I'm a 70 year old student at John Jay College of Criminal Justice who now has the ability to complete college and a masters in Security Management. I was in the NYCPD for 22 years and was a Detective/Crime Prevention Specialist.
While in the NYCPD, I practiced security management by analyzing crime and designing ways of preventing victimization. A good example of my work might be the crime of burglary in which a thief unlawfully enters a dwelling (where people sleep). If it's by force, then we recommend better locks or stronger material for the door and frame. If there's no sign of force, the thief could have merely used plastic to pop the lock, because the tenant failed to double lock the door. Sometimes a hinge on the outside of the door can be 'unhinged' and the door opened. In the case of brute force through a thin or weak wall, this attack calls for the wall to be reinforced with solid wood or metal sheeting. Robbery (theft from a person by force or intimidation), however, is far more complex because of the myriad factors that go into the crime: time of day, weather, victim, target, perpetrator and time of year.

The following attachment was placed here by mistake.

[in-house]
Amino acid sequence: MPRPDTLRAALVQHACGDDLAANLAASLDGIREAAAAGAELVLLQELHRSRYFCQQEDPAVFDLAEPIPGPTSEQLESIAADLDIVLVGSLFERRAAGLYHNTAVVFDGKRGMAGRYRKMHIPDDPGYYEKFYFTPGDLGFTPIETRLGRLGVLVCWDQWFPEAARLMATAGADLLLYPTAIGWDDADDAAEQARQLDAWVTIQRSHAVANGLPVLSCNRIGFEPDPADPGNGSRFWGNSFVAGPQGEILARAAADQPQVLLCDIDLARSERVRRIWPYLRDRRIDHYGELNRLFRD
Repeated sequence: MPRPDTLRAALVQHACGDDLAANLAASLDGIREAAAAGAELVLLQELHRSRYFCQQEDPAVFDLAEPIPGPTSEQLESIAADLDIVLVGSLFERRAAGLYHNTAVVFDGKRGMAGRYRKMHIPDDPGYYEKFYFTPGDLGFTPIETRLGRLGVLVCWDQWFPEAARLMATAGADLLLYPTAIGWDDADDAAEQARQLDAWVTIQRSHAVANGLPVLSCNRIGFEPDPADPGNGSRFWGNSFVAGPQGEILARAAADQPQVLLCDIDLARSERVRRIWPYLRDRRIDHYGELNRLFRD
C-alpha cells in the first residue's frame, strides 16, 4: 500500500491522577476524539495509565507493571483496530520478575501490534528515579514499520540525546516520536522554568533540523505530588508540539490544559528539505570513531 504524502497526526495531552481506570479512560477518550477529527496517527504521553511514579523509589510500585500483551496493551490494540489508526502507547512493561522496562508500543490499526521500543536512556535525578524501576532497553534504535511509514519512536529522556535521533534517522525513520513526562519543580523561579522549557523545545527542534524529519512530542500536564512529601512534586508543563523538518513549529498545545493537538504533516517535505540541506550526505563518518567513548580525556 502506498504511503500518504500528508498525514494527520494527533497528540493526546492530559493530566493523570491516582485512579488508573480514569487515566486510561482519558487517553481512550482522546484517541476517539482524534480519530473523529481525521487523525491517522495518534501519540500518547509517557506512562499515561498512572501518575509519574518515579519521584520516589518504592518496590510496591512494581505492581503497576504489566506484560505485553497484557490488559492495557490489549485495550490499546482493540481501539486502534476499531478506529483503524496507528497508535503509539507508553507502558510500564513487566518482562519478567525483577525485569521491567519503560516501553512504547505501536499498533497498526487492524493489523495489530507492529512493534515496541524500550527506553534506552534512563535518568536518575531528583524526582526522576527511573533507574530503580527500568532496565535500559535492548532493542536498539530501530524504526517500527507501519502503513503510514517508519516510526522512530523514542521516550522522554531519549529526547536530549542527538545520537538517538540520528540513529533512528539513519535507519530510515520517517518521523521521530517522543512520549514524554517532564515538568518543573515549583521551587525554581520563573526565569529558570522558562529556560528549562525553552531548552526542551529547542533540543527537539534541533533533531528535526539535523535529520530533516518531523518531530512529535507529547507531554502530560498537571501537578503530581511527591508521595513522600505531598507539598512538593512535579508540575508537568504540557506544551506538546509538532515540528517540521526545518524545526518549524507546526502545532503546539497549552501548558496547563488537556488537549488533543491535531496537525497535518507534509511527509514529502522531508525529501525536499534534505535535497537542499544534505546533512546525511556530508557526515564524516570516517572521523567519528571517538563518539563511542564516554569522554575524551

I especially specialized in crime prevention programs for women and children, particularly rape and child sexual abuse prevention, and I imparted this information to police officers and fthe public. Since retiring, I'm a Security Consultant and conduct lectures on crime prevention.